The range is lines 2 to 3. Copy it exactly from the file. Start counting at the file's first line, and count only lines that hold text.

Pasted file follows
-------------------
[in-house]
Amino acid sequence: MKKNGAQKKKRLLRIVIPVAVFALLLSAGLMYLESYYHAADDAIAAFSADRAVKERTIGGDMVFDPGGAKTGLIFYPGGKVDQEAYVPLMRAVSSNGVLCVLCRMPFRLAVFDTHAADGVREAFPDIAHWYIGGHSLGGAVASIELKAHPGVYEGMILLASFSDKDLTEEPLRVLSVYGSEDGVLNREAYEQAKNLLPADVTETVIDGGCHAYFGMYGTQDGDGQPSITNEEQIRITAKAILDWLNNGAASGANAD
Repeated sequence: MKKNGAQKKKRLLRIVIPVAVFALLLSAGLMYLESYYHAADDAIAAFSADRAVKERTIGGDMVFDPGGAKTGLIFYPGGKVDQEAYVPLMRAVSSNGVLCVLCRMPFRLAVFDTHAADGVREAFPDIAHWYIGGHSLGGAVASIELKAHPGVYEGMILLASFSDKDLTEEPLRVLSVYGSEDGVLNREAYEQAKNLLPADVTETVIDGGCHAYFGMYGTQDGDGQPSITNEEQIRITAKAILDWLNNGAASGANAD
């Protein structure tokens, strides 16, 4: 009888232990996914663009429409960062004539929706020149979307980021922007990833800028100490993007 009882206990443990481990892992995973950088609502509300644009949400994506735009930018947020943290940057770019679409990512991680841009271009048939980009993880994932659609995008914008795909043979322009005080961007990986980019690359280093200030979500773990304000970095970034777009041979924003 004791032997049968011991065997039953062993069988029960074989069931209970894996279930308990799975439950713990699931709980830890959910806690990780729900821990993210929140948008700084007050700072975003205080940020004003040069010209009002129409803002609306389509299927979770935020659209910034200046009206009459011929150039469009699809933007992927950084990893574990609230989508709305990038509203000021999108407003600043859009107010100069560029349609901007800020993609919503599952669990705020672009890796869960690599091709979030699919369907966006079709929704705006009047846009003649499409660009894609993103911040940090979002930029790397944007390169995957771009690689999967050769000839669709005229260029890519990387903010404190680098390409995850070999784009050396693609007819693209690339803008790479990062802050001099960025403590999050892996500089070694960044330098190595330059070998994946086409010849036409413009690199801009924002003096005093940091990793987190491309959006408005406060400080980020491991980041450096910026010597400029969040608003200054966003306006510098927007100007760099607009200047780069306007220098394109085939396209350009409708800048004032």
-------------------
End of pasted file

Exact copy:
Amino acid sequence: MKKNGAQKKKRLLRIVIPVAVFALLLSAGLMYLESYYHAADDAIAAFSADRAVKERTIGGDMVFDPGGAKTGLIFYPGGKVDQEAYVPLMRAVSSNGVLCVLCRMPFRLAVFDTHAADGVREAFPDIAHWYIGGHSLGGAVASIELKAHPGVYEGMILLASFSDKDLTEEPLRVLSVYGSEDGVLNREAYEQAKNLLPADVTETVIDGGCHAYFGMYGTQDGDGQPSITNEEQIRITAKAILDWLNNGAASGANAD
Repeated sequence: MKKNGAQKKKRLLRIVIPVAVFALLLSAGLMYLESYYHAADDAIAAFSADRAVKERTIGGDMVFDPGGAKTGLIFYPGGKVDQEAYVPLMRAVSSNGVLCVLCRMPFRLAVFDTHAADGVREAFPDIAHWYIGGHSLGGAVASIELKAHPGVYEGMILLASFSDKDLTEEPLRVLSVYGSEDGVLNREAYEQAKNLLPADVTETVIDGGCHAYFGMYGTQDGDGQPSITNEEQIRITAKAILDWLNNGAASGANAD